The appeals against the Rhino Oil & Gas authorisation by Dept Environmental Affairs (DEA) were dismissed last week.

Thanks to everyone those who contributed their comments and concerns, as it now forms part of the body of evidence and action.

However, this means that Rhino is all excited about getting going and has notified us of ANOTHER application to explore for petroleum and gas over a swathe of KZN and the Free State. Public Meetings listed below. Download the list of farms affected. 

It also means that their exploration activities will begin soon over most of KZN, Free State, North West, Mpumalanga and Eastern Cape (Matatiele) .

Grey areas are the new Applications

They say they will only conduct aerial surveys and desk top studies.  Remember there are restrictions in terms of flight height, especially over protected areas.  Minerals included in the application are oil, gas, condensate, coal bed methane, helium and biogenic gas. The ER346 application area is located roughly between the towns of Mooi River and Estcourt in the south-east, Memel in the north-east, Clarens in the south-west and Lindley in the far west.

What to do?

Spread the word to ensure everyone you know is aware and informed – share content from Frack Free SA Facebook,  website and e-mails.  Please share any new information you may find with FFSA –  We all need to have our eyes and ears open.

Register as an Interested and Affected Party (IAP) no mattter where you live as this will affect us all. Download this simple form, fill it in and email to .

Please include your municipal ward councillors and officials – they are essential in the fight against authorising fracking. The municipality has to rezone the affected properties in terms of the Spatial Land Use Management Act (SPLUMA) from, for example – agriculture to mining.  This is the last step, so we need to make sure all municipalities (local and district) know the FULL story about fracking and will make the right decision.

Refresher on Useful Info.  Fracking will:

  • Create very few jobs – most will be specialised (skills usually not available locally) and much of it can be done remotely by computer;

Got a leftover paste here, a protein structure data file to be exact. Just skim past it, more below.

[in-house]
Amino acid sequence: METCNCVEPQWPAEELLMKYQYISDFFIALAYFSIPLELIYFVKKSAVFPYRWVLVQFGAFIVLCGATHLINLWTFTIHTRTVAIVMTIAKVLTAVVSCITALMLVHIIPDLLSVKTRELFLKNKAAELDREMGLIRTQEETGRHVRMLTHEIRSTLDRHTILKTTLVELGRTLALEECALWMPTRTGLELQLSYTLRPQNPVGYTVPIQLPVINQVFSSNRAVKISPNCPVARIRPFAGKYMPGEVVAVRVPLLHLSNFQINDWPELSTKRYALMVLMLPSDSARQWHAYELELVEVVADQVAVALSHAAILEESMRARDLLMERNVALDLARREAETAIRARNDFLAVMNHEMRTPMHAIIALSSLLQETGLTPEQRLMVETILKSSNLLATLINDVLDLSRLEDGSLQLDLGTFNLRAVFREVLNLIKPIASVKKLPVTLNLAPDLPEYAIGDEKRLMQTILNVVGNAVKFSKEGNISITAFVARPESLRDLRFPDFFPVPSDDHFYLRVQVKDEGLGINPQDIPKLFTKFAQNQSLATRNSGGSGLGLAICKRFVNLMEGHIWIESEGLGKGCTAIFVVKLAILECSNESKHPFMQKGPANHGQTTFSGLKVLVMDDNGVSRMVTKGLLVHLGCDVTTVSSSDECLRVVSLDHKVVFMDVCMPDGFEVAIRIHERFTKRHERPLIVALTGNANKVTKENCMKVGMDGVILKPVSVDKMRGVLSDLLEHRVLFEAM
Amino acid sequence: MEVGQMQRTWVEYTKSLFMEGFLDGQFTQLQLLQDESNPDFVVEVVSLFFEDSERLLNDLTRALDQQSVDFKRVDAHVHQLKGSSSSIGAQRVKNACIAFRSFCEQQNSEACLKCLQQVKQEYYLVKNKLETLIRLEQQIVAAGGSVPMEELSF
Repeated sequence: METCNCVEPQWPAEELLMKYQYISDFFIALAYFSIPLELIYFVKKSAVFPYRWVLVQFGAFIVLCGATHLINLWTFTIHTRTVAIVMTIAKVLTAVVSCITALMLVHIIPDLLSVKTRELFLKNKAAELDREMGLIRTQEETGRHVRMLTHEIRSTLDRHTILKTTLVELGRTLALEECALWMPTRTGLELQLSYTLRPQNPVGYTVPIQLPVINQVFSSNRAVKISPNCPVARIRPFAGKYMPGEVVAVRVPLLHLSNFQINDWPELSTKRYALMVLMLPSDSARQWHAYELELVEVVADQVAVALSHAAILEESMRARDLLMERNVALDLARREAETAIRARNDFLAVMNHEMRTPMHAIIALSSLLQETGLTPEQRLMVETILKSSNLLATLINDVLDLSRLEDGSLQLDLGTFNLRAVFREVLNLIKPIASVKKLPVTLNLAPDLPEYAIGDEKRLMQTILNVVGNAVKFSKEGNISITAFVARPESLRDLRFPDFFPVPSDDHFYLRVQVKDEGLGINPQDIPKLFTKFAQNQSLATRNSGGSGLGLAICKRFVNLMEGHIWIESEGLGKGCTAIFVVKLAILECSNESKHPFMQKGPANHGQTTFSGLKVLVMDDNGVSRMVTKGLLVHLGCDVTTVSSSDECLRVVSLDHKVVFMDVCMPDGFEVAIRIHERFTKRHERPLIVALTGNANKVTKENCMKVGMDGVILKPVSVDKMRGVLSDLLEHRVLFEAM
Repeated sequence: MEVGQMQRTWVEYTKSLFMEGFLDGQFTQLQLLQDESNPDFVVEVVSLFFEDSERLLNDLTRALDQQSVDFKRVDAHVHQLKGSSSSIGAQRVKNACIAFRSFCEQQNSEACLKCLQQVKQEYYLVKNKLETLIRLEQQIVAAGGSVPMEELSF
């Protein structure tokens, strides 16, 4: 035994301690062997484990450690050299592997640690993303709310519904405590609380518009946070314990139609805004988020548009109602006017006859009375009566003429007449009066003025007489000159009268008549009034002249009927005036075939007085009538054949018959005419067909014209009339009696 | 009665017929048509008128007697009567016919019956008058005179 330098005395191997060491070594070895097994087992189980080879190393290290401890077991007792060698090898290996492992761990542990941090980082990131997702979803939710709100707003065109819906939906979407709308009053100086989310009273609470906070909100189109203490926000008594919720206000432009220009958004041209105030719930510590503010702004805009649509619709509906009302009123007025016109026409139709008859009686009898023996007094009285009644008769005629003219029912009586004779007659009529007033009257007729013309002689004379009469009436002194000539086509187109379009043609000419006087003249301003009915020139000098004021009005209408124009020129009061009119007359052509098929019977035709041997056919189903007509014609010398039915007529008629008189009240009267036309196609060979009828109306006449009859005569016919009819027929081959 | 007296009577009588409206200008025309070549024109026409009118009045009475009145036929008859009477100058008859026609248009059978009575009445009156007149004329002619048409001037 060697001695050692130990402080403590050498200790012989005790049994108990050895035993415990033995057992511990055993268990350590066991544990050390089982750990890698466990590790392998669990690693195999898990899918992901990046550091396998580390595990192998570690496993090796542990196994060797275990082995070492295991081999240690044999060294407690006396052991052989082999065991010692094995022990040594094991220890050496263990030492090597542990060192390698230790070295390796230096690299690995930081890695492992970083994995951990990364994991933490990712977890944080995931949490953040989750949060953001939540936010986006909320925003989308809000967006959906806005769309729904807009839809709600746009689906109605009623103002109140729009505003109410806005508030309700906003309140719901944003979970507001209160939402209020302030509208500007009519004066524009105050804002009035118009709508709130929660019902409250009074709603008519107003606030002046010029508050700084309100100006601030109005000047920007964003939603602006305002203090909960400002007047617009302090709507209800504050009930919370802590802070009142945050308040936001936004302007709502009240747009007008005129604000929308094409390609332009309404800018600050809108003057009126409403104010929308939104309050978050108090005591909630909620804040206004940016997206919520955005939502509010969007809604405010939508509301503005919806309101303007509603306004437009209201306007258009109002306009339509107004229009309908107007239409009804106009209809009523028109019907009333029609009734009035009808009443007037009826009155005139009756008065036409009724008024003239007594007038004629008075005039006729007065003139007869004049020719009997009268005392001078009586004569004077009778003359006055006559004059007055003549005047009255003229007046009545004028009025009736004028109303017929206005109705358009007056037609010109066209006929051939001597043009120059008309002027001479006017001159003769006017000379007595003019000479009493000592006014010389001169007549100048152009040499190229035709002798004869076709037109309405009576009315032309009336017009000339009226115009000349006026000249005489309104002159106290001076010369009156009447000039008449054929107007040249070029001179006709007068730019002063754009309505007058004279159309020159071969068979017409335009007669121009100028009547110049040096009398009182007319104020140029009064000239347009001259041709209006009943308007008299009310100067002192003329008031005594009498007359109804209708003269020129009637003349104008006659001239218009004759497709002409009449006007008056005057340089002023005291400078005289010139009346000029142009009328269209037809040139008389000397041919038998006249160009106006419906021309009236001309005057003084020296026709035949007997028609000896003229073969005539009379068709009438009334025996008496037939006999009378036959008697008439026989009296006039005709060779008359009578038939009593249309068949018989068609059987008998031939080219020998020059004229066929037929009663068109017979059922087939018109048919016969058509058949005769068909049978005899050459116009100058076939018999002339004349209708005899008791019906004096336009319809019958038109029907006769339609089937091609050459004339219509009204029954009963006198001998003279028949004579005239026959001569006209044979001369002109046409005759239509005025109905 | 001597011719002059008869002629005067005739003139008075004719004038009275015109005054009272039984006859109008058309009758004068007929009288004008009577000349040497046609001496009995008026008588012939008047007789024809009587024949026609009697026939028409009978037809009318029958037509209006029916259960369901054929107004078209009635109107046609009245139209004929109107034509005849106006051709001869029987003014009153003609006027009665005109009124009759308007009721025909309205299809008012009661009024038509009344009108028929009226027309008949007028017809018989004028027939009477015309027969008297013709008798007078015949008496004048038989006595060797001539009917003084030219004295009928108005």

• Use a lot of water – they need large volumes of water to release the gas from the coal bed;
  • Dewater the area first (for coal bed methane, but not for shale gas) – this means that the water resources will be affected significantly and permanently;
  • Add hazardous chemicals to the water used to frack and this will generate huge volumes of wastewater, which will pollute ground- and surface-water;
  • Produce toxic waste which will need to be continuously disposed of at a hazardous landfill;
  • Emit air pollutants which will harm people and the environment, including potent greenhouse gases which drive Climate Change;
  • Need to transport everything by many, many trucks causing traffic problems and deterioration in road surfaces requiring an increased municipal budget for control and maintenance;
  • Generate noise from the equipment used and the trucks moving raw materials, products and wastes in and out;
  • Create security problems from teams of unknown people having access to the land you use/own;
  • Clear vegetation for access to the extraction areas – with impacts on grazing, farming and biodiversity and enabling infestation by invasive alien plant species;
  • Create boom and bust conditions for the area – remember Marikana and how the small municipality became overwhelmed by the changes and the responsibilities extraction brought;
  • Cause earth tremors and even earthquakes – these will affect the integrity of any buildings and dams in the area.

How do we know? 

Fracking impacts are well documented where it is being done in developed countries, including USA, UK and Australia.  Fenceline communities in these areas have documented the impacts on their lives and livelihoods and regret the day they allowed fracking to happen.